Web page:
Re: "The IETF has difficulty solving complex problems" or alternatively Why IMS is a big fat ugly incomprehensiable protocol

Pekka Nikander <> Sun, 18 September 2005 06:58 UTC

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From: Pekka Nikander <>
Date: Sun, 18 Sep 2005 08:58:18 +0200
To: Iljitsch van Beijnum <>
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Cc: IETF Discussion <>
Subject: Re: "The IETF has difficulty solving complex problems" or alternatively Why IMS is a big fat ugly incomprehensiable protocol
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IMHO, this thread of this discussion belongs to the HIP WG list.  I  
am replying there.

--Pekka Nikander

On Sep 17, 2005, at 15:48, Iljitsch van Beijnum wrote:

> On 15-sep-2005, at 9:57, Pekka Nikander wrote:
>>>> So, as I state in my little web page, I think we really should  
>>>> work hard to create a new waist for the architecture.   I, of  
>>>> course, have my own theory where the new waist should be and how  
>>>> it should be implemented,
>>> Well, don't be shy: where can we absorb these insights?
>> Unfortunately I don't have any concise summary of my "theory", but  
>> wading through my academic papers (available through my home page)  
>> should give a fairly good view.
> [HIP]
>> But, as I wrote, I am trying to take distance from these and  
>> trying to understand alternative approaches, like "virtualising  
>> IP" or "domain-based internetworking" that some people are  
>> thinking about.  It is now mostly other people that are continuing  
>> the HIP-based work, for example, at the CEC funded Ambient  
>> Networks project and at the IRTF HIP Research Group.
> I think HIP is on the right track in some areas, but I don't like  
> the protocol as such because the overhead is too large, and I think  
> even though it's fairly radical in some ways, it doesn't go far  
> enough.
> For instance, the first sentence of any new internet architecture  
> would have to be: one size does NOT fit all. The assumption that it  
> does has allowed a lot of great work in the past. For instance, for  
> some time, TCP was able to accommodate the slowest possible links  
> and the fastest. But that's no longer true, so now we have to  
> choose between enabling RFC 1323 high performance options to allow  
> high speed downloads across the globe, or disable them and allow  
> for header compression to optimize for low speed links.  
> Unfortunately most operating systems enable the options, killing  
> header compression, while applications fail to use buffers that are  
> big enough so long distance high speed downloads aren't possible  
> either.
> That kind of stuff is very common in today's internet.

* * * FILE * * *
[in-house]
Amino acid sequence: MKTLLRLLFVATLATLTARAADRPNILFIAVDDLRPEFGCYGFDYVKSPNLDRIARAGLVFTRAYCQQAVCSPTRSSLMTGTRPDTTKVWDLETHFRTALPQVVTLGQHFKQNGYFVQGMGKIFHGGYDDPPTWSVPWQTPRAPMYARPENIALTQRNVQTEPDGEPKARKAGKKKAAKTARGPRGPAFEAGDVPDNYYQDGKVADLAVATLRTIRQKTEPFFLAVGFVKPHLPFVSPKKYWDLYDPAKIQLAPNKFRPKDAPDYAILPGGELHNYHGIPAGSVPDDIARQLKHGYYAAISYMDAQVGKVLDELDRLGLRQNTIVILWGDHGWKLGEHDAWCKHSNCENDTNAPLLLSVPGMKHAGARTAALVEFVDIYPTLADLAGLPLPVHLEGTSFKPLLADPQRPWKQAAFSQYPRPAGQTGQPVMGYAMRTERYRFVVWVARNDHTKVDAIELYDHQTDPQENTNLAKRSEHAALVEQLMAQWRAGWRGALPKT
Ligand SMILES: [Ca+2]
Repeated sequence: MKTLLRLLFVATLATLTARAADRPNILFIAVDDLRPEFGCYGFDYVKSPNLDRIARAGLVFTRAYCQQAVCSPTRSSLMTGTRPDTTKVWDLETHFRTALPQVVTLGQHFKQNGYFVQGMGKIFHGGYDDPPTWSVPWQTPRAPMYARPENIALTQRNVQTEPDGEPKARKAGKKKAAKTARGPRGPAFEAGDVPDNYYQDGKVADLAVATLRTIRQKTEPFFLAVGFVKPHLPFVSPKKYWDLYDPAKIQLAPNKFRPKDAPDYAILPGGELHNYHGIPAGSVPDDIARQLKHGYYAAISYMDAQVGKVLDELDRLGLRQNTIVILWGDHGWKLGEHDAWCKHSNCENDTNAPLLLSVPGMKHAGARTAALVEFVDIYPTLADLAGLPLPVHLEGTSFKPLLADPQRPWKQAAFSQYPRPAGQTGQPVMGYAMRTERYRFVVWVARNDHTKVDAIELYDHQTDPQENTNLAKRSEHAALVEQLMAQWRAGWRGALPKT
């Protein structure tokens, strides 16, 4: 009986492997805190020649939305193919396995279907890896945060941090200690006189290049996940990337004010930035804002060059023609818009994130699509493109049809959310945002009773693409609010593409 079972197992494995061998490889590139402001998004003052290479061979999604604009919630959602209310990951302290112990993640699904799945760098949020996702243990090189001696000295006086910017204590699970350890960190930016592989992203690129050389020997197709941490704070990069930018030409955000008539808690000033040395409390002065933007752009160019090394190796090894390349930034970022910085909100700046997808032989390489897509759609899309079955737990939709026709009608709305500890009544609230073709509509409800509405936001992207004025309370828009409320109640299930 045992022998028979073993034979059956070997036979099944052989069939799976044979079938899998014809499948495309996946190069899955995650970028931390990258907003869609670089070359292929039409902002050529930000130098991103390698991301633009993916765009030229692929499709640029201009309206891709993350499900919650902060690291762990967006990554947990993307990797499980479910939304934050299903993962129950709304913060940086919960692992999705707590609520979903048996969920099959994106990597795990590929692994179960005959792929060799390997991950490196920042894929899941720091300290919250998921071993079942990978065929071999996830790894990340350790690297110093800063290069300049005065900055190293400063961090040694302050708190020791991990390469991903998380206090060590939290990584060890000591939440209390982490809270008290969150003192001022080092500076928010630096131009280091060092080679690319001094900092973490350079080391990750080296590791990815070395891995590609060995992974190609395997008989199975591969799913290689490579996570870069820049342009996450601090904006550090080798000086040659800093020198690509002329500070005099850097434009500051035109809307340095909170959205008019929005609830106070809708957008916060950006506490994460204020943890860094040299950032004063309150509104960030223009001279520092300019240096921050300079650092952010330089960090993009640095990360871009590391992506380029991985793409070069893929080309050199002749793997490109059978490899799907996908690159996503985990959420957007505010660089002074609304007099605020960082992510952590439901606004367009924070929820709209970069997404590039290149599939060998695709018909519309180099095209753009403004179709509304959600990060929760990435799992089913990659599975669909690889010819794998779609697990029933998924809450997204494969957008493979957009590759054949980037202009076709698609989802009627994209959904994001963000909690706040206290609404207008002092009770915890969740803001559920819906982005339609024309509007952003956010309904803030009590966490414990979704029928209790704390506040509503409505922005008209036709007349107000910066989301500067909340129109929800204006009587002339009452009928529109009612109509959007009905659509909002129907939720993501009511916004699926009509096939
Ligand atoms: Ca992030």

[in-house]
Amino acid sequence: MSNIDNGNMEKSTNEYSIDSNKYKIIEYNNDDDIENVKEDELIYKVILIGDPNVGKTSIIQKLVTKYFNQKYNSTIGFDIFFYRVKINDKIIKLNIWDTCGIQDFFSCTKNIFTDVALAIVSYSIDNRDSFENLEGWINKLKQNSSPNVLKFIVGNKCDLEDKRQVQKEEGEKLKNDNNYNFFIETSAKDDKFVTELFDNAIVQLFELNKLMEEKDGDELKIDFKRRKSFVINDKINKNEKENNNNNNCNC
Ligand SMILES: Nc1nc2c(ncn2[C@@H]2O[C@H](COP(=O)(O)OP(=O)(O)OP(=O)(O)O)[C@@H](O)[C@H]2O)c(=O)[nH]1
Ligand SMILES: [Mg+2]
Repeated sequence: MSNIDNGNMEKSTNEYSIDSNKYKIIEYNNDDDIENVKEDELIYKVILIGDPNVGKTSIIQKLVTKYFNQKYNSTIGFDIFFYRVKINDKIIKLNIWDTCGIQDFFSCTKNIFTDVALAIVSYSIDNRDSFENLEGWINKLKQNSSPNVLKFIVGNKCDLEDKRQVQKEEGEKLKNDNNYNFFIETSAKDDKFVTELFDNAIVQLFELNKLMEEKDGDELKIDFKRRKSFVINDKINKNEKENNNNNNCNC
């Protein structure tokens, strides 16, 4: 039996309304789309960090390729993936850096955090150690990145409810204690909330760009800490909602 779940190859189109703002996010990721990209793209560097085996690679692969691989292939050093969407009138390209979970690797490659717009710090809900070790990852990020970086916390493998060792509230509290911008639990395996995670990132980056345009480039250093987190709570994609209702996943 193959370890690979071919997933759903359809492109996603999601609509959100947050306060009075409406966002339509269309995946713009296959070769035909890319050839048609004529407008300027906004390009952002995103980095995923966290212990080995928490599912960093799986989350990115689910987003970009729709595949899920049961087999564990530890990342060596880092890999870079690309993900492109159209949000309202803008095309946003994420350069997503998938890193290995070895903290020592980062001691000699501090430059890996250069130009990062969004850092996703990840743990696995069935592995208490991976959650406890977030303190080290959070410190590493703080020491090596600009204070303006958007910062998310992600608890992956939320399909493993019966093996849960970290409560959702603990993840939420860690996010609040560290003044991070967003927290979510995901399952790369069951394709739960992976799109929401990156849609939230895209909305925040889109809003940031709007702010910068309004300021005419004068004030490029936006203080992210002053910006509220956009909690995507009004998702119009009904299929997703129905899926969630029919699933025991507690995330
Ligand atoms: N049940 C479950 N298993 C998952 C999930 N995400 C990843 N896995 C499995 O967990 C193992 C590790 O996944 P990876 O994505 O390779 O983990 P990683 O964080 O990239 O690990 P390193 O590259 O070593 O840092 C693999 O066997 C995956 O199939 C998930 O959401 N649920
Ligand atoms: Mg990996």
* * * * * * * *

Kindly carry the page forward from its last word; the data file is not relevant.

> We also need to address the need of intermediate systems to  
> influence the communication between two endpoints in various ways,  
> without killing the end-to-end principle wholesale.
> Routing, naming, addressing and layering is a big mess in the  
> current "architecture". (I'm using quotes because all of this  
> evolved over time without noticeable architectural oversight.) CIDR  
> was a step in the right direction, but now it's time for the next  
> step: make addresses variable length. (One size doesn't fit all.)  
> Port numbers should be part of the address to allow for easier  
> filtering. Having DNS names is great, but applications shouldn't  
> have to deal with name to address mappings: we need a new API that  
> hides addresses from applications that don't have any need to look  
> at them. HIP does get the locator/identifier idea right. In  
> addition to that, we need to abandon the notion of one single  
> network with a fixed root. By allowing each point in the network to  
> be the root, and map all other parts of the network to arbitrary  
> parts of the hierarchy as seen from a given root, we can impose the  
> constraints required by many organizations. Interdomain routing  
> needs more link state like mechanisms in order to get rid of BGP's  
> version of the count to infinity problem. It also needs to work  
> when the view of the network is incomplete, while at the same time  
> taking advantage of additional topological information when  
> available. (This includes taking advantage of geography in  
> routing.) And interdomain routing shouldn't be subvertable like it  
> is today.
> Coming back to IPsec: we need more of this. TLS is broken because  
> it doesn't protect the underlying TCP session. We need an API that  
> allows applications to do an IPsec version of "STARTTLS". (It would  
> be nice if we could do authentication first and then encryption,  
> unlike it's done today, to get rid of at least SOME of the huge  
> IPsec overhead: the auth data can then be the encryption IV.)
> In other words: we now need to do everything that we didn't do  
> until now because it was too hard.
> Ok, that's my rant for today.  :-)

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